Should a contracting party choose to claim relief under Force Majeure, can it claim compensation (in addition to extension of time), even if the contract does not provide for it?
There is no express law to deal with force majeure in India, unlike France where the French Civil Code provides for suspension of a contract in case the effect of force majeure is temporary, and termination if it is permanent. The Code also provides that the affected party will not be liable for damages for non-performance due to force majeure.
In the absence of a specific law in India, the principles laid down by Courts on compensation for delay events (other than force majeure) when the clause is silent about compensation can shed some light.
The Courts have largely held that even if the contract does not provide for compensation for delay or non-performance by the defaulting party because of circumstances beyond its control, the non-defaulting party may be entitled to claim compensation under Sections 55 and 73 of the Contract Act, 1872.
The Supreme Court in Asian Techs Ltd. v. Union of India and Ors. was hearing a matter where the arbitrator had awarded compensation even though the contract prohibited claims. The contract provided for extension of time for events, including for non-availability of Government stores, break-down of government tools. On cost, the contract provided “No claim in respect of compensation or otherwise, howsoever arising, as a result of extensions granted under Conditions ……above shall be admitted.” In spite of this provision, the arbitrator allowed the monetary claim in relation to extension of time events. The Supreme Court upheld the award because it found that, by a letter, the contractor (i.e., Asian Techs Ltd.) made it clear that it was not ready to carry out the work beyond the contracted period otherwise than on separate work orders. Further, the subsequent correspondence made it clear that it was on the specific assurance given by the principal to the contractor to continue the work and that the rates would be decided across the table that the contractor went ahead with the work. Although there is no mention of any legal provision in the judgement, the basis of the Court’s decision seems to arise from Section 55 of the Contract Act, 1872 which entitles the non-defaulting party to claim compensation if it has notified the defaulting party of its claims at the time of accepting delayed performance.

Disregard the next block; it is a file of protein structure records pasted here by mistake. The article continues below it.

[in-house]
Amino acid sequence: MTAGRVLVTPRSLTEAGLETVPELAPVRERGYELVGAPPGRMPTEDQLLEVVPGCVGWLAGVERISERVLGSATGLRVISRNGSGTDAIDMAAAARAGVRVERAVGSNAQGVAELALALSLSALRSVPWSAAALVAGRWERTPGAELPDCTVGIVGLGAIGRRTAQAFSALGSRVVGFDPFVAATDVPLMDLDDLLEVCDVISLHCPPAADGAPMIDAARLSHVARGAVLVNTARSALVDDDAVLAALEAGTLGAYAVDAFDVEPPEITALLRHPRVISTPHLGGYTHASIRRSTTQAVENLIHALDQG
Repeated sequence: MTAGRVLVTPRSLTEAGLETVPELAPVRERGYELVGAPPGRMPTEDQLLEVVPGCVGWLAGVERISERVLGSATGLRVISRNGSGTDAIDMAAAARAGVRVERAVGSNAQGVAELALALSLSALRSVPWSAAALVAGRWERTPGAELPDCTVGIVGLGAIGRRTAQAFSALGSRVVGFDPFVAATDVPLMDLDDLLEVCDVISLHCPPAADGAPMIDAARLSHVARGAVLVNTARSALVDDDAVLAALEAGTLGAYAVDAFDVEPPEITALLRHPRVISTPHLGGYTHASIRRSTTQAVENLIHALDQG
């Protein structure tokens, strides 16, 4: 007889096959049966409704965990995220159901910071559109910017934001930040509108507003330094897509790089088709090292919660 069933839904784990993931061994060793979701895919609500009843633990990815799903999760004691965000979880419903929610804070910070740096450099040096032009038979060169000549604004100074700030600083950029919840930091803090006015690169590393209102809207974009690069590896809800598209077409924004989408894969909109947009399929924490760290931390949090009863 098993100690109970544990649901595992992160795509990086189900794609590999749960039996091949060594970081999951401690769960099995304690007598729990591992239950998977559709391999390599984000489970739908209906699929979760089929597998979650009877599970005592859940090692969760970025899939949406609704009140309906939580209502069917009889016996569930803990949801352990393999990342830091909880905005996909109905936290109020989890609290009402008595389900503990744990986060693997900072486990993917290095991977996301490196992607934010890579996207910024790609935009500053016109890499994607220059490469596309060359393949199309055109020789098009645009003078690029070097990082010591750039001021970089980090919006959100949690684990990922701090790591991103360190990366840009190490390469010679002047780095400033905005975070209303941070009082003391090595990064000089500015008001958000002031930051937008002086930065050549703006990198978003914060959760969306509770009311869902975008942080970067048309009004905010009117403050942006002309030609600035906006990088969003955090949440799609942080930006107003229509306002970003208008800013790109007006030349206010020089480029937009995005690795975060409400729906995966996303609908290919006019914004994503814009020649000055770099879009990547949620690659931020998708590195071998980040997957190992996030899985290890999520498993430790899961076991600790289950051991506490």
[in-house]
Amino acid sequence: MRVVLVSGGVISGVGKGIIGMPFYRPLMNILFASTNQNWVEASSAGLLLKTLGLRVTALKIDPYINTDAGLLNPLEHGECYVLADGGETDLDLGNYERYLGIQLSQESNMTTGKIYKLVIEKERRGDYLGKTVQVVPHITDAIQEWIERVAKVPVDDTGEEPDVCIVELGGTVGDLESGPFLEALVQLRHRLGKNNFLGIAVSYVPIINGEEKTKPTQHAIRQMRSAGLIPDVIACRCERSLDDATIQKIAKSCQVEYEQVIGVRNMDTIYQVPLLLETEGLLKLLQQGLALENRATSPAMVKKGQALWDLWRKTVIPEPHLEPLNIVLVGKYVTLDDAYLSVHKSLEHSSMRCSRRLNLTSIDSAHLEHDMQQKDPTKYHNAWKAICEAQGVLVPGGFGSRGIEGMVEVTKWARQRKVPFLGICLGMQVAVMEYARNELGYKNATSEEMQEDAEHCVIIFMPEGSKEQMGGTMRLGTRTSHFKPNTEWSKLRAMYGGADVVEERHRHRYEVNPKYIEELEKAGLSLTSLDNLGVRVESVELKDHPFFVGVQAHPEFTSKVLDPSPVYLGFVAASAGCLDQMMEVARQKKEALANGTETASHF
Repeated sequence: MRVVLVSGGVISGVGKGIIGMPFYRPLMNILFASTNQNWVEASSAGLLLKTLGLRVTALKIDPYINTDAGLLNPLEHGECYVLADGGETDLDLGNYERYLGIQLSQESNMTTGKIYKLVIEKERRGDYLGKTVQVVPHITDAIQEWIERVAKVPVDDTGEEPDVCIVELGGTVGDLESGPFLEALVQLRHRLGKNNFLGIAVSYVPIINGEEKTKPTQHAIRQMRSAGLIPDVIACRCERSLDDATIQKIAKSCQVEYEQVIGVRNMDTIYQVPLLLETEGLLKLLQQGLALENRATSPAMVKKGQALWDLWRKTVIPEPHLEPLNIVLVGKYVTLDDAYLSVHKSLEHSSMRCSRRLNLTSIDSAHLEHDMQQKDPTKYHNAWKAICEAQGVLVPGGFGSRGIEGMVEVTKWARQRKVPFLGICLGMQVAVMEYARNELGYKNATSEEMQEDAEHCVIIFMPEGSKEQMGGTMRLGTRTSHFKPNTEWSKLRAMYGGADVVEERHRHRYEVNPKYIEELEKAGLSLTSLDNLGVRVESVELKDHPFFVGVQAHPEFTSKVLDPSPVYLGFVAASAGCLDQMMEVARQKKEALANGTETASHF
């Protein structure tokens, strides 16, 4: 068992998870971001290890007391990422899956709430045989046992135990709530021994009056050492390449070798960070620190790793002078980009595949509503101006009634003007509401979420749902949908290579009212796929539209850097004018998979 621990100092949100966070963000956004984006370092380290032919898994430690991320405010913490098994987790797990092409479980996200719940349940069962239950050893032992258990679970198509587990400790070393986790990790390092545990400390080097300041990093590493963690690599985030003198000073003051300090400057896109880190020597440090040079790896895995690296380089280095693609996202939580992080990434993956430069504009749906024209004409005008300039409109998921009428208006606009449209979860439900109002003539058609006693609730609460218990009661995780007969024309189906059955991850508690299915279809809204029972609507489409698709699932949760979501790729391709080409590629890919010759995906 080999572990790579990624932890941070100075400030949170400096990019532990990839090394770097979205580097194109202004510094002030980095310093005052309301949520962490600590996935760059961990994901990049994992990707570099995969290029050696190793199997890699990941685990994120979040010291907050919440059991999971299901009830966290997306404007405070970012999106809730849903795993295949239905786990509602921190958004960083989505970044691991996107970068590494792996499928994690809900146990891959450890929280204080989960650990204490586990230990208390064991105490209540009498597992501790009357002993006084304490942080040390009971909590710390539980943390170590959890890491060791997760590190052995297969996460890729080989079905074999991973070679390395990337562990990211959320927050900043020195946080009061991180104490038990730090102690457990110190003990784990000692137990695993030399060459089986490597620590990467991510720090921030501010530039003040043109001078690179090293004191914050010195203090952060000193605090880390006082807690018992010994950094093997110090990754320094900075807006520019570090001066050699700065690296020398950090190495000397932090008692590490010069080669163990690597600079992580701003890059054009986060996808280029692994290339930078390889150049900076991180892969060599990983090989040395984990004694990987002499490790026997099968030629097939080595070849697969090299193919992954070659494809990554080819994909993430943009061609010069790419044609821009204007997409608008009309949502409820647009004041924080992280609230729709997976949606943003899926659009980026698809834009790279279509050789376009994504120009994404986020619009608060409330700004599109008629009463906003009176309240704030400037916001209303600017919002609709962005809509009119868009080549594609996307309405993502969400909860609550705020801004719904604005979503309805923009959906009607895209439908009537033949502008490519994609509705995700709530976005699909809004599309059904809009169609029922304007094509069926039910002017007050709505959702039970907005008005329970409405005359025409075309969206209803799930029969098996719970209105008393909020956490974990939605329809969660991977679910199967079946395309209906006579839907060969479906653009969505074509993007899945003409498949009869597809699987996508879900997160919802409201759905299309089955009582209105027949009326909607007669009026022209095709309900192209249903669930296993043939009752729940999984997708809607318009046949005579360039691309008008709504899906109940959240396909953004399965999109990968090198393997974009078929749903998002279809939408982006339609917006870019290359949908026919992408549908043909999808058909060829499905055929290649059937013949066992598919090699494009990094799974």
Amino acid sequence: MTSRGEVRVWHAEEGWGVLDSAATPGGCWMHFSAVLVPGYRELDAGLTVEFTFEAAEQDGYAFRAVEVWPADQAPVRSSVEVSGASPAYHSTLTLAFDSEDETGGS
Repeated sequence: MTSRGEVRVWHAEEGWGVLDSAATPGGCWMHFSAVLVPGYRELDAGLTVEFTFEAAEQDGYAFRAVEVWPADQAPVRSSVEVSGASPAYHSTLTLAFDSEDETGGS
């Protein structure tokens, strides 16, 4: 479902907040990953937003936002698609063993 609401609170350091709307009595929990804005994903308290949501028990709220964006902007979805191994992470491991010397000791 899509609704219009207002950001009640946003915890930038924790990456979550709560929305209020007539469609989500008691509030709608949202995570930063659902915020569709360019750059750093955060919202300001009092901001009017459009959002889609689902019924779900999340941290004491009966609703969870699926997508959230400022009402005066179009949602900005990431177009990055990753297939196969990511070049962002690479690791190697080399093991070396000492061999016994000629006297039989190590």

The Division Bench of the Delhi High Court in Navayuga Engineering Co. P. Ltd. v. Public Works Department and Ors., relying on Section 55 of the Contract Act, 1872, held that even if there is only extension of time provided (in case of delay event) and not compensation, even in such cases, if a party has given a notice while accepting extension of time and circumstances suggest that the employer did not object to it, the claimant is entitled to compensation.
The same analogy/ principles or the benefits of Section 55 may not be applicable for force majeure events as they do not arise due to breach/ non-performance of any party. Force majeure events arise due to extraneous reasons and neither does any party has control over such events nor does the resultant situation is beneficial to any party.
Further, considering that the Supreme Court in Energy Watchdog and Ors. Vs. Central Electricity Regulatory Commission and Ors. has observed that force majeure clauses are to be narrowly construed, it will be extremely difficult for an affected party to claim compensation if the clause provides that both parties will be absolved from their obligations.
This article cannot provide a detailed opinion on the issues above but has provided an overview on the manner these issues can be dealt with in the construction contracts.
This Article has been authored by Mr. Dinesh Pardasani, Partner, DSK Legal and Ms. Anuja Tiwari, Partner, DSK Legal. The views and opinions expressed in this article are those of the authors and do not necessarily reflect the views and opinions of DSK Legal.